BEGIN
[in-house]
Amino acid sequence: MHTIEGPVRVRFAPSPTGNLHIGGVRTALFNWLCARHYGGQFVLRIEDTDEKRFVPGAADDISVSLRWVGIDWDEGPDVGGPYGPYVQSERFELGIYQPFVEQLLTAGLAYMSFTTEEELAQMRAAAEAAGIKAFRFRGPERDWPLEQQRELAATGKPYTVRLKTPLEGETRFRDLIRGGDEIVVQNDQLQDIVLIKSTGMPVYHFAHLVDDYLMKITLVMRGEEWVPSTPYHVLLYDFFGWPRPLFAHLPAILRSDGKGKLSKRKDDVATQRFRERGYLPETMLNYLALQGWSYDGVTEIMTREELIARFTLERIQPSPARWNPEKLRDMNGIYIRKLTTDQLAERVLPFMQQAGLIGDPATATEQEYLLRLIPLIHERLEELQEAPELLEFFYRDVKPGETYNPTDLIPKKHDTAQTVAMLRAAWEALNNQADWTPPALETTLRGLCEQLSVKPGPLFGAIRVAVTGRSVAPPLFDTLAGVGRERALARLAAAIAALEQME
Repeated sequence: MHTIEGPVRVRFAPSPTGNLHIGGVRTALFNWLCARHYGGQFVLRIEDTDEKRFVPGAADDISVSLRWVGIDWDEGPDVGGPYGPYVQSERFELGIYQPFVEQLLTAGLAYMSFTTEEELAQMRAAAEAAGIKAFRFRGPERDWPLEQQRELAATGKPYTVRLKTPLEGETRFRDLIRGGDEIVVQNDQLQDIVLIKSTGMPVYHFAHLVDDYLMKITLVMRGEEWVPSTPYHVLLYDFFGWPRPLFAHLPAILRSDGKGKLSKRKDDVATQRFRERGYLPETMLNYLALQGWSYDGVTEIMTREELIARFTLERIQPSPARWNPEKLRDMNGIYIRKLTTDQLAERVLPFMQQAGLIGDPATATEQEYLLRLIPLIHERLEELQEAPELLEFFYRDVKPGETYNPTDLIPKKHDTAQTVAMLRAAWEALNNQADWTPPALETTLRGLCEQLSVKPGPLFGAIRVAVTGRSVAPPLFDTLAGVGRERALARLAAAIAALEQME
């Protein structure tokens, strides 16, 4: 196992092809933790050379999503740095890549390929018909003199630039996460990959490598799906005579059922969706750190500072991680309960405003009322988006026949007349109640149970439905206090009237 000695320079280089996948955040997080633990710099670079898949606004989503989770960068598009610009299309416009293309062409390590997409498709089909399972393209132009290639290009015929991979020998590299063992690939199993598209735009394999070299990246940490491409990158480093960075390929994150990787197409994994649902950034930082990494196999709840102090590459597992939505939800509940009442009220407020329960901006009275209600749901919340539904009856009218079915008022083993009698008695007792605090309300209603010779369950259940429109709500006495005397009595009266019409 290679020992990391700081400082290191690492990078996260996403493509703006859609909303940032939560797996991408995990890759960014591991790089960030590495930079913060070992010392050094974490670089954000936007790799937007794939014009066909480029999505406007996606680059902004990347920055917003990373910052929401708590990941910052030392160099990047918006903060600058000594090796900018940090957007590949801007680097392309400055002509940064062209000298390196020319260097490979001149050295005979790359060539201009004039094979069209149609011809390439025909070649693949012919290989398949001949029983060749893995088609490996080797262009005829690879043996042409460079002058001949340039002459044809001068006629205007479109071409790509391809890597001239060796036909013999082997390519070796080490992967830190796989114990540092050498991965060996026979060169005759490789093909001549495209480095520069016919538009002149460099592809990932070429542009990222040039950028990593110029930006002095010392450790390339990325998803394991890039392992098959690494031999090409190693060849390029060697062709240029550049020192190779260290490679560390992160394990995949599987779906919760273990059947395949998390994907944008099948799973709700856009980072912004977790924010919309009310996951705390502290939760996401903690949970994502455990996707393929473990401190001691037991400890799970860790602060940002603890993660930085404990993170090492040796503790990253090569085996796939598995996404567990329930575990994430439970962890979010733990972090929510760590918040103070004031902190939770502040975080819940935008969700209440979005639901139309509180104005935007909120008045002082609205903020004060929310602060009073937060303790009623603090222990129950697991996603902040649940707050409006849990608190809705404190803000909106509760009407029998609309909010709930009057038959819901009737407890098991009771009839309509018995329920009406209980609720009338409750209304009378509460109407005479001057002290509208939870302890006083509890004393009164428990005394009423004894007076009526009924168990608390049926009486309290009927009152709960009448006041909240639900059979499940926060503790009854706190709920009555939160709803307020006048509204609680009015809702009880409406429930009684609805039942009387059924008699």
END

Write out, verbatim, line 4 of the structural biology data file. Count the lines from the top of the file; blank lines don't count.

């Protein structure tokens, strides 16, 4: 196992092809933790050379999503740095890549390929018909003199630039996460990959490598799906005579059922969706750190500072991680309960405003009322988006026949007349109640149970439905206090009237 000695320079280089996948955040997080633990710099670079898949606004989503989770960068598009610009299309416009293309062409390590997409498709089909399972393209132009290639290009015929991979020998590299063992690939199993598209735009394999070299990246940490491409990158480093960075390929994150990787197409994994649902950034930082990494196999709840102090590459597992939505939800509940009442009220407020329960901006009275209600749901919340539904009856009218079915008022083993009698008695007792605090309300209603010779369950259940429109709500006495005397009595009266019409 290679020992990391700081400082290191690492990078996260996403493509703006859609909303940032939560797996991408995990890759960014591991790089960030590495930079913060070992010392050094974490670089954000936007790799937007794939014009066909480029999505406007996606680059902004990347920055917003990373910052929401708590990941910052030392160099990047918006903060600058000594090796900018940090957007590949801007680097392309400055002509940064062209000298390196020319260097490979001149050295005979790359060539201009004039094979069209149609011809390439025909070649693949012919290989398949001949029983060749893995088609490996080797262009005829690879043996042409460079002058001949340039002459044809001068006629205007479109071409790509391809890597001239060796036909013999082997390519070796080490992967830190796989114990540092050498991965060996026979060169005759490789093909001549495209480095520069016919538009002149460099592809990932070429542009990222040039950028990593110029930006002095010392450790390339990325998803394991890039392992098959690494031999090409190693060849390029060697062709240029550049020192190779260290490679560390992160394990995949599987779906919760273990059947395949998390994907944008099948799973709700856009980072912004977790924010919309009310996951705390502290939760996401903690949970994502455990996707393929473990401190001691037991400890799970860790602060940002603890993660930085404990993170090492040796503790990253090569085996796939598995996404567990329930575990994430439970962890979010733990972090929510760590918040103070004031902190939770502040975080819940935008969700209440979005639901139309509180104005935007909120008045002082609205903020004060929310602060009073937060303790009623603090222990129950697991996603902040649940707050409006849990608190809705404190803000909106509760009407029998609309909010709930009057038959819901009737407890098991009771009839309509018995329920009406209980609720009338409750209304009378509460109407005479001057002290509208939870302890006083509890004393009164428990005394009423004894007076009526009924168990608390049926009486309290009927009152709960009448006041909240639900059979499940926060503790009854706190709920009555939160709803307020006048509204609680009015809702009880409406429930009684609805039942009387059924008699």